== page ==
Still, I was geting up at 5:30am and not getting home till 11:30am latest, and despite being a student, I wasn’t really a student. The Open University was classified as part time study, despite I was doing two modules, having assignments and tutors. I couldn’t go out during Freshers or go out late, bcause I was so exhausted, and I was almost a year into the workplace, so a routine had been formed. I was still running a house as well, especiallywhen my mum went into hospital for an opertaion, I had to make sure the house was well kept up. I was enjoying talking to the new students Monday to Friday, and I actually felt lonely when there was no one on my floor. Thankfully though, I was starting to get friendly with the Executive Deans, I was telling them my ambitions and goals to go to Ulster University, eventually planning to go to Queens to do my Masters. I was really starting to enjoy the course, so I knew I had picked the right one to do. I was always interetsed in mental health, having experienced them myself with my anxiety and depression.
Alas, work was still up and down some days. I didn’t really have a best friend until December 2018 and I had started the year before. So, I was basically by myself. Unfortunately, I believed the school cliques would end as soon as I would leave school, but they didn’t. Despite being friendly with everyone, and the secuirty guards, they had their own little group. I believe my age was a facotr, considering I have no kids, no boyfriend and no real “life” My friends would discuss the weekends drinking binges and hangs out, while my colleagues would ask me what wallpaper would suit their living room, and discussing their own lives when they were my age, I wasn’t even thought of at that point. Still, it was nice to have their wisdom and advice, but I really wanted to make new friends my age.
During that time, I noticed a few of the people that was doing the course also wanted to go to University full time. I googled and seen cases that people could transfer. I had started my UCAS application (for the third time) and I contacted Ulster how would it work. I would have to study at first year again, which was totally fine, so I applied and awaited anxiously. I put my head down at Open Uni, studied and read my textbooks, wrote notes and completed my assignments.
2nd March 2019
I received a conditional offer from Ulster Univeristy. I was overjoyed. I had lost hope after the admissions made a comment on my A Levels. I had received DDC, which I think it pretty good considering I had nine written exams in my upper sixth year. I had to get 60% overall in my first year in Open Univeristy. Thankfully the Open Uni was British Psychological Society accredited, so it was a legit course.
I didn’t tell many people, mainly because I wanted it to be a surprise when I got in. I realise that people’s negative vibes can really affect you and your performance. I finished my course at the end of May, and I was quite grateful that I had no exams, but it was essay based with a practical report. It was finally summer, and I knew my shifts at Ulster University were limited. It was only really this summer I started to feel settled and more confident than ever, but I knew that I would be in there for life, and quite frankly, I wanted to see more and do more than clean. I am definitely a career girl, not a house wife. I love learning and advancing my learning, I get so bored after the same cleaning and routine. It wasn’t my passion.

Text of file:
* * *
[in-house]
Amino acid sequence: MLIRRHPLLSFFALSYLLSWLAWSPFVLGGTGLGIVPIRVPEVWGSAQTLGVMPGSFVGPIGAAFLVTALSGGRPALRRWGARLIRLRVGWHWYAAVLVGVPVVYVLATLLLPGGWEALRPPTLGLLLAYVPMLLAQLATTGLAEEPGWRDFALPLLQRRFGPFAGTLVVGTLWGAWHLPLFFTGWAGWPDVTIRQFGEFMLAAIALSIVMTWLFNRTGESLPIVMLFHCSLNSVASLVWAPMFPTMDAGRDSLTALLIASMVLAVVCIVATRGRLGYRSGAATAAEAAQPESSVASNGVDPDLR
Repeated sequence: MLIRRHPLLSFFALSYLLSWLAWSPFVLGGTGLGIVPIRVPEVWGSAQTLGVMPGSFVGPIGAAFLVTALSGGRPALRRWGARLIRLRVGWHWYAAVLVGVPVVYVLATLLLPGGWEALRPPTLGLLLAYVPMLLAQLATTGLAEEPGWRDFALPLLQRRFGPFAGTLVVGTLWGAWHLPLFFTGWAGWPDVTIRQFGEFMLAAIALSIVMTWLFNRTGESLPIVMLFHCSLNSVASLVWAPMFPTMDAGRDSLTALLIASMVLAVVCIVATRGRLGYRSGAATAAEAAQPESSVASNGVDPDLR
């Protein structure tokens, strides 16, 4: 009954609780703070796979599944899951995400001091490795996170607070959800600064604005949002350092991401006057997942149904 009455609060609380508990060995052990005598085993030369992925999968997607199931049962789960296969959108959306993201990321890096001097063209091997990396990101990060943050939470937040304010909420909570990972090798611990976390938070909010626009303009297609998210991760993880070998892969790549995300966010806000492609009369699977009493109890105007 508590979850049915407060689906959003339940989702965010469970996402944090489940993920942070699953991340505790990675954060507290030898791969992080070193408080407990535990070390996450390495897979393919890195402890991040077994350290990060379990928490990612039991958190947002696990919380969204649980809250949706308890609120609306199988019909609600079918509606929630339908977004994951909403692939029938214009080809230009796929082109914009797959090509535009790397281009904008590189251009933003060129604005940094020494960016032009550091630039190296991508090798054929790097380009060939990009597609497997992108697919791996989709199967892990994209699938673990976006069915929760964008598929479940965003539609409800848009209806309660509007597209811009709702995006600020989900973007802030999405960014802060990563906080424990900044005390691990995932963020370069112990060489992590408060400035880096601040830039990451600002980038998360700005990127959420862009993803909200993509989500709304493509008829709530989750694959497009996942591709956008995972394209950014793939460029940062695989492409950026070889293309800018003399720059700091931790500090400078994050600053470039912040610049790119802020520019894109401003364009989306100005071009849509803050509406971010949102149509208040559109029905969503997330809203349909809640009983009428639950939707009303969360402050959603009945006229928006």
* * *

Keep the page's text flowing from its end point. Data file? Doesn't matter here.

15th August 2019
At this point, I had made more stable co worker friendships, I viewed them as friends than I would have back in 2017. I made another friendship, a woman called May. She was wonderful and still is. They were the only people I had told of my plans to going to Univeristy, as I knew if I told the others, the news would be reported back to my supervisors. I wanted to be 100% positive that I was leaving, I had dreamt of handing in my resignation and to tell them I was leaving. Admittedly, I did have a screaming match with them back in October after they accused me of not doing something right, when I knew rightly I had did it, and I had protested and protested, but I was truthfully fed up. I just snapped.
It was approxmiately 1:20pm I received the news I got into Ulster University. I couldn’t believe it. My dream had came true. All my life, my teachers would tell me I wouldn’t go far, they perusaded my mother to believe that University wasn’t for me. But it was my dream, and I wanted to go for it. And I did it.
I was over the moon. I immediately went in the next day and handed in my notice. It felt the most wonderful thing in the world, and my supervisors were happy for me. They congratulated me and my last day of work would be 13th September. So, I was content on being on the stairs, brushing them. I would finally be free.
Friday 13th September 2019
Who said that day was unlucky? It was the luckiest day in the world. I received cards and gifts which included important University essentials. I truly thought the last four weeks would drag, but to be frank, they didn’t. And as I left, and as my supervisors wished me good luck, encouraged me to go to the Belfast campus library. I felt weird, anxious and nervous, I’m not going to lie. I believe “leaving work depression” is real. It is. I was there almost two years, I had made the most wonderful friendships both with my colleagues and students, including the Exectuive Deans. Even though I had bad days, I also had good days. I laughed, I cried. But most importnalty, I dicovered what meant the most while I worked there.
I have a life in front of me, a bright, positive life. And I can’t wait to take people that are in my life into that bright future. I have so many plans and ambitious plans ahead, I cannot wait to achieve every single one of them. Perhaps I dreaded my first ever shift as a cleaner, but it turned out to be the best job I’ve had so far. It made me realise what mattered the most. It was my education.